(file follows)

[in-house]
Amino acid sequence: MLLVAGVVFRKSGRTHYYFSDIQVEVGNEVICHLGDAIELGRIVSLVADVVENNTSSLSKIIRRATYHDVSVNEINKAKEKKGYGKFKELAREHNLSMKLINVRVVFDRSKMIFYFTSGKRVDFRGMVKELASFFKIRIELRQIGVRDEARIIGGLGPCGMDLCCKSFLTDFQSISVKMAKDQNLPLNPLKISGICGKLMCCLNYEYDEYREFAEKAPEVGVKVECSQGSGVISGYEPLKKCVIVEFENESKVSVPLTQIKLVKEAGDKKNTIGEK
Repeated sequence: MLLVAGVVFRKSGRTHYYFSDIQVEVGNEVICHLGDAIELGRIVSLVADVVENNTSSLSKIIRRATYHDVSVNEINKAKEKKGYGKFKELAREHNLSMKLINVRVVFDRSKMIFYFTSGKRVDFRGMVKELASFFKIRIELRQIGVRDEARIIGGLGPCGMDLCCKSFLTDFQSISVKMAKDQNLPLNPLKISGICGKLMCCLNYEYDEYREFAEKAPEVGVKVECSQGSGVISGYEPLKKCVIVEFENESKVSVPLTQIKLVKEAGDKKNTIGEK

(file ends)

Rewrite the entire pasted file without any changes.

[in-house]
Amino acid sequence: MLLVAGVVFRKSGRTHYYFSDIQVEVGNEVICHLGDAIELGRIVSLVADVVENNTSSLSKIIRRATYHDVSVNEINKAKEKKGYGKFKELAREHNLSMKLINVRVVFDRSKMIFYFTSGKRVDFRGMVKELASFFKIRIELRQIGVRDEARIIGGLGPCGMDLCCKSFLTDFQSISVKMAKDQNLPLNPLKISGICGKLMCCLNYEYDEYREFAEKAPEVGVKVECSQGSGVISGYEPLKKCVIVEFENESKVSVPLTQIKLVKEAGDKKNTIGEK
Repeated sequence: MLLVAGVVFRKSGRTHYYFSDIQVEVGNEVICHLGDAIELGRIVSLVADVVENNTSSLSKIIRRATYHDVSVNEINKAKEKKGYGKFKELAREHNLSMKLINVRVVFDRSKMIFYFTSGKRVDFRGMVKELASFFKIRIELRQIGVRDEARIIGGLGPCGMDLCCKSFLTDFQSISVKMAKDQNLPLNPLKISGICGKLMCCLNYEYDEYREFAEKAPEVGVKVECSQGSGVISGYEPLKKCVIVEFENESKVSVPLTQIKLVKEAGDKKNTIGEK